Current Mayor Jacque Whitsitt was a councilwoman at the time of the Willits vote in 2001. She missed the meeting of the vote but was critical of Willits during deliberations.
Whitsitt said last week she didn’t want the project approved at the size proposed. She was concerned that Basalt would experience what “Anytown USA” experiences when a large commercial area is built in the suburbs — a challenge to the downtown’s economic viability. “I don’t think it’s a surprise,” she said.
Whitsitt said she doesn’t recall the board specifically talking about what it needed to keep the downtown strong after approving Willits.
“The board could have said we don’t need this much development during the approval,” Whitsitt said. “It’s not after the fact that the board could have done something, it was before.”
Current Basalt Councilman Rick Stevens was mayor at the time of the Willits review. He also missed the meeting of the vote, but spoke in support of the project during the review.
Stevens regularly reminds the current council that prior boards took several steps to keep downtown vibrant. They approved a river master plan that outlines development and flood mitigation along the Roaring Fork River, worked to keep the library and post office near downtown, took over old Highway 82 and added parking after it was transformed into Two Rivers Road; and acquired property that was later sold to two nonprofits, Rocky Mountain Institute and Roaring Fork Conservancy, for future homes.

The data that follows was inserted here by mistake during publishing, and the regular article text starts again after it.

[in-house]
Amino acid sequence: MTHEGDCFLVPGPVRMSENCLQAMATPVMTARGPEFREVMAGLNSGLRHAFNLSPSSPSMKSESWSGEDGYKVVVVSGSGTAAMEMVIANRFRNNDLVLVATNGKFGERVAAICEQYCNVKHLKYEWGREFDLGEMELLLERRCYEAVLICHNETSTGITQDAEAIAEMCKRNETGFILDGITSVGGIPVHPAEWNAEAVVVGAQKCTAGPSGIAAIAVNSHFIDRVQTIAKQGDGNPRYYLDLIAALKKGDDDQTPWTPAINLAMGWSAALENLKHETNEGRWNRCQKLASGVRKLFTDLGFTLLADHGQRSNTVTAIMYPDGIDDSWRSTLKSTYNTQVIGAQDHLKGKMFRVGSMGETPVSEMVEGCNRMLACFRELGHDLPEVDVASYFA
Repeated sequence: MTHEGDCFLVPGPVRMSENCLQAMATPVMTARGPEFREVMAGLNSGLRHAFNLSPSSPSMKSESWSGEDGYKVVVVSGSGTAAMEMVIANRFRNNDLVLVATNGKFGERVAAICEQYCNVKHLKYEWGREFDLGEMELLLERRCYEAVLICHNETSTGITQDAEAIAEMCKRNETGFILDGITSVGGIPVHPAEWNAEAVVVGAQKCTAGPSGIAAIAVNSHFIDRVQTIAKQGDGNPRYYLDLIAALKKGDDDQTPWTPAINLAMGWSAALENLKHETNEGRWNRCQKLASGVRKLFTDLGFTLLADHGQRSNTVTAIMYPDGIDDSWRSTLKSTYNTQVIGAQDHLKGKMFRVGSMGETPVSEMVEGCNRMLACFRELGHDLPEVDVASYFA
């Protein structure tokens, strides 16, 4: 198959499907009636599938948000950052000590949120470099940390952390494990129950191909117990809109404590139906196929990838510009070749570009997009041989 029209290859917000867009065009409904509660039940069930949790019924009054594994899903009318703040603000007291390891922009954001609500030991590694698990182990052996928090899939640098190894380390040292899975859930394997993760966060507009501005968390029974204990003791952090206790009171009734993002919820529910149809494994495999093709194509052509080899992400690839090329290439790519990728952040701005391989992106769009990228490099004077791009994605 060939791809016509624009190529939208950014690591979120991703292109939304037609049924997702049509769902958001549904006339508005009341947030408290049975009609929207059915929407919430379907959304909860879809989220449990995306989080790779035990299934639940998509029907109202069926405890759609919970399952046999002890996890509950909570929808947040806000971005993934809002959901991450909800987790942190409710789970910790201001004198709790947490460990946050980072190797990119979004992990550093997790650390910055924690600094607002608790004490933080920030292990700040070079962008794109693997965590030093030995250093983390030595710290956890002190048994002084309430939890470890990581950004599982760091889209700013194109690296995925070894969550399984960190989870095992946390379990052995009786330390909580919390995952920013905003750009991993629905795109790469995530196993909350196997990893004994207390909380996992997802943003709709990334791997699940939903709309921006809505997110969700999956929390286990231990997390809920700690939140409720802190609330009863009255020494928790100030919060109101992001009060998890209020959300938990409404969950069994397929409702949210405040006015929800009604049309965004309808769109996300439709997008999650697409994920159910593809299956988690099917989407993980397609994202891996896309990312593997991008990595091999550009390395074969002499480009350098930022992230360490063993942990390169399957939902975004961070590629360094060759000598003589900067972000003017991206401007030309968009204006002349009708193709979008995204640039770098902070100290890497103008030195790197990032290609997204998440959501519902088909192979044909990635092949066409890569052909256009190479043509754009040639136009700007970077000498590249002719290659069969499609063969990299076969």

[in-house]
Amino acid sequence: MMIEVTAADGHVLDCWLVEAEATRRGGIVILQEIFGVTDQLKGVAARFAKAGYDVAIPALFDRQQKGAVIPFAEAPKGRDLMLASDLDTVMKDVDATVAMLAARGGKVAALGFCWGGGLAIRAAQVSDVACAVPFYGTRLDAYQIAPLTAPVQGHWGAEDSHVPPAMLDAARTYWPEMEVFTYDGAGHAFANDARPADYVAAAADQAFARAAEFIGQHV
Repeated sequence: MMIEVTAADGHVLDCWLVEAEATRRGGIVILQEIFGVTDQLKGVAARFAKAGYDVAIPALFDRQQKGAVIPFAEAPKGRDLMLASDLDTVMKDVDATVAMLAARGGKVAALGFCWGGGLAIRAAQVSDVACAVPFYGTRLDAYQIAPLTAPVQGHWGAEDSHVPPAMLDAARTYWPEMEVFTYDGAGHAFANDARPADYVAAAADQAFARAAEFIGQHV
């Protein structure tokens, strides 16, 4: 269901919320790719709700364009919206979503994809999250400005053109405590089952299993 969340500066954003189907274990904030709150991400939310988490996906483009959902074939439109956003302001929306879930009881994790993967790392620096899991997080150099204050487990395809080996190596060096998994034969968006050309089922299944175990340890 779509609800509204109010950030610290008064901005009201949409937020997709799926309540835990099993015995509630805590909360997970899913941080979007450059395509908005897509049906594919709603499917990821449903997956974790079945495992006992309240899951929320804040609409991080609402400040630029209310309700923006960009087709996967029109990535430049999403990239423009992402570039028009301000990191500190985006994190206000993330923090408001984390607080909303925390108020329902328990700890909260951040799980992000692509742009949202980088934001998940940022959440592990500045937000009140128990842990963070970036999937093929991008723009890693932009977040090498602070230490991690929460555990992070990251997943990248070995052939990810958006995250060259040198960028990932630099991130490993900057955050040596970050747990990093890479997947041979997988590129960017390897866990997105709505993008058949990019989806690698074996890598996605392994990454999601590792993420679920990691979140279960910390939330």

When approached by The Aspen Times for an interview about the Willits approval and its affects on downtown, Stevens responded, “Not interested,” in an email. He also declined a second request to discuss the relationship of Willits and downtown.
Current Basalt Town Manager Mike Scanlon has been on the job two years, so he wasn’t part of the Willits review. However, he has seen the project flourish and he’s been instrumental in efforts to revive downtown.
Scanlon said the recession added “a bit of a twist” in the interplay between the two commercial cores. The recession compounded and possibly sped up the effect of enticing some businesses to relocate from downtown to Willits Town Center, he said. Basalt Bike and Ski, Bristlecone Mountain Sports and Midland Clothing have departed downtown for Willits.
Scanlon said downtown property owners haven’t been able to respond quickly enough to the changes or they failed to see the magnitude of changes coming.
Scanlon and Whitsitt both said they believe downtown will recover. Whitsitt said the unique feel and historic character of downtown would help restore the vitality.
The Downtown Area Advisory Committee is scheduled to submit recommendations to the Town Council late this year or early 2015.